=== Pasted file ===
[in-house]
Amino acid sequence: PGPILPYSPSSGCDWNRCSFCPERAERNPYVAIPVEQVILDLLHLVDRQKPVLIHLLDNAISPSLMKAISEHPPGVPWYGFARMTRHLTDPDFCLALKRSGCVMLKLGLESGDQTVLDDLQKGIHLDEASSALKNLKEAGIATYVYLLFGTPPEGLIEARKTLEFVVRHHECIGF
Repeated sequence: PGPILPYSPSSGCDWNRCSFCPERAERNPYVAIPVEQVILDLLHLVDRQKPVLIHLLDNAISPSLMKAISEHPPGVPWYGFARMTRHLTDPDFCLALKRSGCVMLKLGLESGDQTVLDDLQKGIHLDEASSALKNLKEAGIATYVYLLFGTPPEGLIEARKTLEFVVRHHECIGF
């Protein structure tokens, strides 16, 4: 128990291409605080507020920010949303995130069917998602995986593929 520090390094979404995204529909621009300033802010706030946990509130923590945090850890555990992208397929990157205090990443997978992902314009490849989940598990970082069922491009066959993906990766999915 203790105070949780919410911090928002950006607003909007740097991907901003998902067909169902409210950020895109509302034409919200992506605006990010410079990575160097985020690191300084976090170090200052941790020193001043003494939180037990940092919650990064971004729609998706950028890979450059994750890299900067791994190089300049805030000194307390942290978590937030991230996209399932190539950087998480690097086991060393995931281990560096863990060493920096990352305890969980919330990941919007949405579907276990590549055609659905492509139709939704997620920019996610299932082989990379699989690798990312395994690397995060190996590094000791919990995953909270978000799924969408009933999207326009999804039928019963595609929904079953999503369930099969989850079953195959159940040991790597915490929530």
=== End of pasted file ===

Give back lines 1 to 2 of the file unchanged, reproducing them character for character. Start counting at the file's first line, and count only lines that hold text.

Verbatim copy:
[in-house]
Amino acid sequence: PGPILPYSPSSGCDWNRCSFCPERAERNPYVAIPVEQVILDLLHLVDRQKPVLIHLLDNAISPSLMKAISEHPPGVPWYGFARMTRHLTDPDFCLALKRSGCVMLKLGLESGDQTVLDDLQKGIHLDEASSALKNLKEAGIATYVYLLFGTPPEGLIEARKTLEFVVRHHECIGF